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Reged: 09/26/03
Posts: 1749
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Re: MAMEinfo 0.235 :)
08/27/21 07:00 PM

> If Konami Viper sound source is actually DMA-driven DAC, where arcade
> museum got an information that it was YMZ280B?

Good question! Driver/PCB info says nothing about a sound chip/hardware.



Konami Viper Hardware Overview (last updated 5th June 2011 10:56pm)

Games on this hardware include:

Game ID Year Game
GK922 2000 Code One Dispatch
G???? 2001 ParaParaParadise 2nd Mix
GM941 2001 GTI Club 2
G?A00 2001 Police 911 (USA) / Police 24/7 (World) / Keisatsukan Shinjuku 24ji (Japan)
GKA13 2001 Silent Scope EX (USA/World) / Sogeki (Japan)
G?A29 2001 Mocap Boxing
G?A30 2002 Tsurugi
GMA41 2001 Thrill Drive 2
G?A45 2001 Boxing Mania
G*B11 2001 Police 911 2 (USA) / Police 24/7 2 (World) / Keisatsukan Shinjuku 24ji 2 (Japan)
G?B33 2001 Mocap Golf
G?B41 2001 Jurassic Park 3
G?B4x 2002 Xtrial Racing
G?C09 2002 Mahjong Fight Club
G?C22 2002 World Combat (USA/Japan/Korea) / Warzaid (Europe)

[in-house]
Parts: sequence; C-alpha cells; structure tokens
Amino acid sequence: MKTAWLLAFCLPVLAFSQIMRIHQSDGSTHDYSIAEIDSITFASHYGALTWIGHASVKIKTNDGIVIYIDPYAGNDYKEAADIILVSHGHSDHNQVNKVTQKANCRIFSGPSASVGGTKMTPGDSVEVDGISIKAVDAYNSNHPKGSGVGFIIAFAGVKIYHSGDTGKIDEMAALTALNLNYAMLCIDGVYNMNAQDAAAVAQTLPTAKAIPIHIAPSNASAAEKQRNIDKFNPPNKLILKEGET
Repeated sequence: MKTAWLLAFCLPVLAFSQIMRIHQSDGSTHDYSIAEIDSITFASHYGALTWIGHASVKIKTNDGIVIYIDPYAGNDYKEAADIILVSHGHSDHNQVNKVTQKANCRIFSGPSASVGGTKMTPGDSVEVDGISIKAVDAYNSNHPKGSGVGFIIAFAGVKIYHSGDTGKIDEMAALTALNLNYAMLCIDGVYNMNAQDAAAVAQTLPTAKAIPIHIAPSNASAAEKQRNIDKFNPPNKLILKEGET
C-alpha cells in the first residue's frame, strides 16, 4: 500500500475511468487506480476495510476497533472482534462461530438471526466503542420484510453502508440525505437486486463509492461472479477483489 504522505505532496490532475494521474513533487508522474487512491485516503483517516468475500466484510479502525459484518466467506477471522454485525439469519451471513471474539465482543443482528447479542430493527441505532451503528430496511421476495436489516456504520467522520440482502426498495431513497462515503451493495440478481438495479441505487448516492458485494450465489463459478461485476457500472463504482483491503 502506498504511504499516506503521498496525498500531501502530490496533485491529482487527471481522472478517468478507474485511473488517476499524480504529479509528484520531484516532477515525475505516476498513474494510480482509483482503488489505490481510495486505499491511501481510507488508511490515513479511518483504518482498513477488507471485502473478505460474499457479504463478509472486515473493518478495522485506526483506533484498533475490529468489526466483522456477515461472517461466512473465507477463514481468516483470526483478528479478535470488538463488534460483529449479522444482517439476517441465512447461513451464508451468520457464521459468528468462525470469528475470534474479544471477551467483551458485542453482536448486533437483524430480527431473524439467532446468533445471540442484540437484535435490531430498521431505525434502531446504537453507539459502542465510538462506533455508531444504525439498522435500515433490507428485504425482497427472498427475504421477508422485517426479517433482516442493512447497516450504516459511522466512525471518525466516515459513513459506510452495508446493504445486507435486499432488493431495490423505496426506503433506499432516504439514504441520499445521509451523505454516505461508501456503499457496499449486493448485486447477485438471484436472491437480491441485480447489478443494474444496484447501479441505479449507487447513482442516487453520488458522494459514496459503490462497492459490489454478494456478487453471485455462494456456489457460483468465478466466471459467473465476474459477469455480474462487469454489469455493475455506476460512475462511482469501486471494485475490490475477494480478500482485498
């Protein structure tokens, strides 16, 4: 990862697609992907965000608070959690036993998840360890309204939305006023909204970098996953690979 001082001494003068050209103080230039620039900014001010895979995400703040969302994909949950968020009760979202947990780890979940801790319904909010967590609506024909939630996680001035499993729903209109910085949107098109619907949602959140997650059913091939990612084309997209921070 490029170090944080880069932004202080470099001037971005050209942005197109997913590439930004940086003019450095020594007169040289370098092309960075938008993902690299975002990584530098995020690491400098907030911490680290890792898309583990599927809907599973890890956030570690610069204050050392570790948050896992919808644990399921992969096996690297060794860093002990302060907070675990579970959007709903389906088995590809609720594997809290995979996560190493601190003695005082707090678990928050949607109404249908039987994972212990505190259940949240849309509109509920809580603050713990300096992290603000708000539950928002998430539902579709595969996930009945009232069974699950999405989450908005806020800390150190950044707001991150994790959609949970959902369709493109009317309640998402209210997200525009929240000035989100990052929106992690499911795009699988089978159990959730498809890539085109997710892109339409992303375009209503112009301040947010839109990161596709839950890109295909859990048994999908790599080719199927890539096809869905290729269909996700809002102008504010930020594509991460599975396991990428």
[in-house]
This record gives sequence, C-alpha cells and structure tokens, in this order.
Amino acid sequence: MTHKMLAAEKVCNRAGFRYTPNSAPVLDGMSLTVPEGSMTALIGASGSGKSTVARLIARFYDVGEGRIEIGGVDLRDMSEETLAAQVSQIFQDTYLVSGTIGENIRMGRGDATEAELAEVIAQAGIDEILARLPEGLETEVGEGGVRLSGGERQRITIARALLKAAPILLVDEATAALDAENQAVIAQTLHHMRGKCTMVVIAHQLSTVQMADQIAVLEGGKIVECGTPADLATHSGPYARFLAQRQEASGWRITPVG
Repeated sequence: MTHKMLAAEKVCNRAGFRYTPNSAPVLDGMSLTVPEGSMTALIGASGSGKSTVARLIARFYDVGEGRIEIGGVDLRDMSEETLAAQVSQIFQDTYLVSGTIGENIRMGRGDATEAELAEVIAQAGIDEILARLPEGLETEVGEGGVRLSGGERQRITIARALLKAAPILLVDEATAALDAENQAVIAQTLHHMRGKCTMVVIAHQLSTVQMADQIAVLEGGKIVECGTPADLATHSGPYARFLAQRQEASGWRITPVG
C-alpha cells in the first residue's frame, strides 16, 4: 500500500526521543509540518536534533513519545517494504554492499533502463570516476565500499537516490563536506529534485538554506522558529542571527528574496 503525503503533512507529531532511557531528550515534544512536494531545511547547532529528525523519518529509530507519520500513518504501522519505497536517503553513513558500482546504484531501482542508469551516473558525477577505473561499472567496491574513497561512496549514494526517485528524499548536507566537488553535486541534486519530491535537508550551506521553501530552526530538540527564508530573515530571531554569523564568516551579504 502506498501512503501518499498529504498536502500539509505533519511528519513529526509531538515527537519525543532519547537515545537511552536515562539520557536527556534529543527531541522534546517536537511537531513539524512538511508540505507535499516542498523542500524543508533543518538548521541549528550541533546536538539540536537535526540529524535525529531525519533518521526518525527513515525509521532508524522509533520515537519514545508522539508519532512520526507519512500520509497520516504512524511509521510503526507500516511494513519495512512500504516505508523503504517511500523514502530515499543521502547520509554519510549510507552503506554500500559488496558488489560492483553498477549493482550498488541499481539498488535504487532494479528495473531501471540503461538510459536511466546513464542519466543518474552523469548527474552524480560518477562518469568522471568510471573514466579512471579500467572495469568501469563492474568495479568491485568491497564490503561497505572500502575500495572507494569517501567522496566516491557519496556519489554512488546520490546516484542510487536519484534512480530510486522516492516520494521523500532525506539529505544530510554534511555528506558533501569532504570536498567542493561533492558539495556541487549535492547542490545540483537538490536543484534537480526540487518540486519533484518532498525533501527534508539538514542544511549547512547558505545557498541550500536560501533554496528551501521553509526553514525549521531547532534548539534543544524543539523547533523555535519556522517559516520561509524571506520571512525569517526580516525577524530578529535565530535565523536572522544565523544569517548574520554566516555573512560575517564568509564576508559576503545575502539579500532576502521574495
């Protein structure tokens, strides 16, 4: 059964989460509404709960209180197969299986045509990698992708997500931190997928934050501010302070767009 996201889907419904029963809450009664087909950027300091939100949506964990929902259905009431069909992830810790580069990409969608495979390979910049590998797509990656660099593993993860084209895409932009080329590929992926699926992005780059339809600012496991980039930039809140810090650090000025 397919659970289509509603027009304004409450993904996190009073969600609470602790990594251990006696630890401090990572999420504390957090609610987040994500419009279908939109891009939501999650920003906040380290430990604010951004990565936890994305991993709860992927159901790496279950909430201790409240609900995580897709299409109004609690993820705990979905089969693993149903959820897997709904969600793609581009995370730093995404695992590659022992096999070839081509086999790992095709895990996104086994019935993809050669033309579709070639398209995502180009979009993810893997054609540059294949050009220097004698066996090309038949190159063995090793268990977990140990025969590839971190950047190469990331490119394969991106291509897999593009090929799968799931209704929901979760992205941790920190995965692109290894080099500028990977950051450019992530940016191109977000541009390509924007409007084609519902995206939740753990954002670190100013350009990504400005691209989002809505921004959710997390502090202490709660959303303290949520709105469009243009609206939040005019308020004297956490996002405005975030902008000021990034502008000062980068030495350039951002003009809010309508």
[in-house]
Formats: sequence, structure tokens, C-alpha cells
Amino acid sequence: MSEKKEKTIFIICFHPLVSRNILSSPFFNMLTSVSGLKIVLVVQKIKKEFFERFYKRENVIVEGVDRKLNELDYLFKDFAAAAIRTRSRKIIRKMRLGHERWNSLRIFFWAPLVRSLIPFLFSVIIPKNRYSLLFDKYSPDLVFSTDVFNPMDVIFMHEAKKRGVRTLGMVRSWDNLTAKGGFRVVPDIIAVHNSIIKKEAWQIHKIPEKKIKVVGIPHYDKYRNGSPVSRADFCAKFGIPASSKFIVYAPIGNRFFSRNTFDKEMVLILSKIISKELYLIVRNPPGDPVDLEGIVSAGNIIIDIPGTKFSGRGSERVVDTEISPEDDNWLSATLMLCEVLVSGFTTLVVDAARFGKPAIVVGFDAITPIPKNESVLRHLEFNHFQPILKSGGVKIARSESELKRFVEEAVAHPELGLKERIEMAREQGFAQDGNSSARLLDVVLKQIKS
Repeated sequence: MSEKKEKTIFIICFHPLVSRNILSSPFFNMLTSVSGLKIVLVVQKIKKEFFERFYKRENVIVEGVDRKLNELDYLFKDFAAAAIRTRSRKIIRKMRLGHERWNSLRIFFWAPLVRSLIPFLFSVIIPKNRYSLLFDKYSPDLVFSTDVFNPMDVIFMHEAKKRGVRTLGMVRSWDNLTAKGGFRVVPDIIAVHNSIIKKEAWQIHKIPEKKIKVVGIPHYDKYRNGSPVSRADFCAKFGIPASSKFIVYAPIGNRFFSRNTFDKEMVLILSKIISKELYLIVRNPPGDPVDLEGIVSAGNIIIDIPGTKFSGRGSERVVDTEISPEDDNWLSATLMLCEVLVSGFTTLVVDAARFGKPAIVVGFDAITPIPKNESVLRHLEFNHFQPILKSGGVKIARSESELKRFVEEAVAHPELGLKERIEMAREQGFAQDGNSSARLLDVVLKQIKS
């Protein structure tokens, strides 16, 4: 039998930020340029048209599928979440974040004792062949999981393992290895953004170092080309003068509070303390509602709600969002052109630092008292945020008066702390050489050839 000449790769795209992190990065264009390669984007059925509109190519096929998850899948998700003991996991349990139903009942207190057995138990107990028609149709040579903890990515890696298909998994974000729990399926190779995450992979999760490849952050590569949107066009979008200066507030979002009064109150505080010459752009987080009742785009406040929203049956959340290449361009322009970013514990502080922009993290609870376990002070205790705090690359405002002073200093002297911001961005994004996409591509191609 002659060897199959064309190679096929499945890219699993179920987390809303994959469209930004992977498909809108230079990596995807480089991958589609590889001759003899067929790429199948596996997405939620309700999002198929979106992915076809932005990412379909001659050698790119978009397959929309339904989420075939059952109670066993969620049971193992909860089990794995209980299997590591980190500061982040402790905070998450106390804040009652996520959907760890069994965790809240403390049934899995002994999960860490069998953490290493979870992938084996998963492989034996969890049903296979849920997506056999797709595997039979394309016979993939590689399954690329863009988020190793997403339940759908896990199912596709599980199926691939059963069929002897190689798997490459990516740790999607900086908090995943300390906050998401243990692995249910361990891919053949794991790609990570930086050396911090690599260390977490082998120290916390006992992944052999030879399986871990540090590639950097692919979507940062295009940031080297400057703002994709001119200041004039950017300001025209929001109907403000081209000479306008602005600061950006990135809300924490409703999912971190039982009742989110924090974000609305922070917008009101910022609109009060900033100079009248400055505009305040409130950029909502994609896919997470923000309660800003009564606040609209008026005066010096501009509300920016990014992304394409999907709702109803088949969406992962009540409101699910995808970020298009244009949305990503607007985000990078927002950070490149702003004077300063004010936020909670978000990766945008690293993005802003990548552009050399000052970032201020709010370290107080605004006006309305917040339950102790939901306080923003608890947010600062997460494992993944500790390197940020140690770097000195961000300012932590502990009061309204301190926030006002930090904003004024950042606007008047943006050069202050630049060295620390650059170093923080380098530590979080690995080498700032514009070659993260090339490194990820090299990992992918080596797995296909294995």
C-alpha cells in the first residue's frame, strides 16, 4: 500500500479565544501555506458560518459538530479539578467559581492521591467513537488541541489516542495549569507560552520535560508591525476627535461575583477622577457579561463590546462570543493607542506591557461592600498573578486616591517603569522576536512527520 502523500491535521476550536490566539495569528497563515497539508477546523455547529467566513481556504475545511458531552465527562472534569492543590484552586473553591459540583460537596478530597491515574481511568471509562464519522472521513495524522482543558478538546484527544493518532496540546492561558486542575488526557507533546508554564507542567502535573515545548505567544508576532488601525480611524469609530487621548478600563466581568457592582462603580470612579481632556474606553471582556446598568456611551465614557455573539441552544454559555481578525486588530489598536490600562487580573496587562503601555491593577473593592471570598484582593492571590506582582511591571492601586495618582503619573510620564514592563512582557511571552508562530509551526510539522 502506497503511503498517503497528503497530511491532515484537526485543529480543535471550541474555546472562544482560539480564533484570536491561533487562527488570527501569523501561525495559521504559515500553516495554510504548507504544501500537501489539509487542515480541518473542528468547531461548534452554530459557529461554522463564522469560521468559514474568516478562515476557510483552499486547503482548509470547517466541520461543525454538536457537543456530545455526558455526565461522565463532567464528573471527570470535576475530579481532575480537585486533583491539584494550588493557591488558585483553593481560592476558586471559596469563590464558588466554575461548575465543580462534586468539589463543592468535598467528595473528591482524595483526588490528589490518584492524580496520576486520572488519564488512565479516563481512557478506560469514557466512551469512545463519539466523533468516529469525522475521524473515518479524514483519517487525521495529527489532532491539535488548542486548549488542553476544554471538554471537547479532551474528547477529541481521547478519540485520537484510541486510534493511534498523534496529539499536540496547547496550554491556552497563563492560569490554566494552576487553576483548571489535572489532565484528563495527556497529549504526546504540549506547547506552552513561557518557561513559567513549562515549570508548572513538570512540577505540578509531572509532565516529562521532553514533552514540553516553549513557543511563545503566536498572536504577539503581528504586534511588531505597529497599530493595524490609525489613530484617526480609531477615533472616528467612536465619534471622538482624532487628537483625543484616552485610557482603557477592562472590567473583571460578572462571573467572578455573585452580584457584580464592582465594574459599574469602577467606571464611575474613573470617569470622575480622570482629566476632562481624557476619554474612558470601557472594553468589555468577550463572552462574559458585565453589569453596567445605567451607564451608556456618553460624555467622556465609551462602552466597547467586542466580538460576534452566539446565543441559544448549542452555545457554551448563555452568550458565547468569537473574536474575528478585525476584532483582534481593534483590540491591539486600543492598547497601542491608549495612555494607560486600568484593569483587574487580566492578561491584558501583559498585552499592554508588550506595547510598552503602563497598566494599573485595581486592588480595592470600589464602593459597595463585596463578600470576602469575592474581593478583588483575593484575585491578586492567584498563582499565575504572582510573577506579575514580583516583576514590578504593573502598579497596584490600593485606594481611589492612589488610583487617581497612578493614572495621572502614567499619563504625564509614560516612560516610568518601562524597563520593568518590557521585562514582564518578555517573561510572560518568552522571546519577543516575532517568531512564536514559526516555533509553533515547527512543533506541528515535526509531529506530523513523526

PCB Layout
Early revision - GM941-PWB(A)B (CN13/15/16 not populated and using 941A01 BIOS)
Later revision - GM941-PWB(A)C (with 941B01 BIOS)
Copyright 1999 KONAMI
| LA4705 6379AL |
|-| TD62064 14.31818MHz CN15|
| 3793-A |
| |------| |--------| |
|J |056879| |3DFX |MB81G163222-80
|A | |PQR0RV21 |355-0024| |
|M |------| XC9572XL |-030 |MB81G163222-80
|M |--------| |
|A MB81G163222-80 |
| ADC0838 |------------| MB81G163222-80|
| LM358 |MOTOROLA | |
| XPC8240LZU200E 33.868MHz CN13|
|-| PC16552 | | |
| PQ30RV21 | | CY7C199 |
|-| | | |
| |------------| XCS10XL |
| 48LC2M32B2 48LC2M32B2 |
|2 |
|8 CN17 |
|W XC9536(1) XC9536(2) |-------------| |
|A | DUAL | |
|Y | PCMCIA | |
| M48T58Y.U39 | SLOTS | |
| | | |
| 29F002 | | CN16|
|-| DS2430.U37 | | |
| DIP(4) CN4 CN5 CN7 CN9 | | CN12 |
XPC8240LZU200E - Motorola XPC8240LZU200E MPC8420 PPC603e-based CPU (TBGA352 @ U38). Clock input is 33.868MHz
Chip rated at 200MHz so likely clock is 33.868 x6 = 203.208MHz
3DFX - 3DFX Voodoo III 3500 graphics chip with heatsink (BGA @ U54). Clock input 14.31818MHz
Full markings: 355-0024-030 F26664.10C 0025 20005 TAIWAN 1301
48LC2M32B2 - Micron Technology 48LC2M32B2-6 2M x32-bit (512k x 32 x 4 banks = 64MB) 166MHz Synchronous
DRAM (TSOP86 @ U28 & U45)
MB81G163222-80 - Fujitsu MB81G163222-80 256k x 32-bit x 2 banks Synchronous Graphics DRAM (TQFP100 @ U53, U56, U59 & U60)
CY7C199 - Cypress Semiconductor CY7C199-15VC 32k x8 SRAM (SOJ28 @ U57)
PC16552 - National Semiconductor PC16552D Dual Universal Asynchronous Receiver/Transmitter with FIFO's (PLCC44 @ U7)
XC9536(1) - Xilinx XC9536 In-System Programmable CPLD stamped 'M941A1' (PLCC44 @ U17)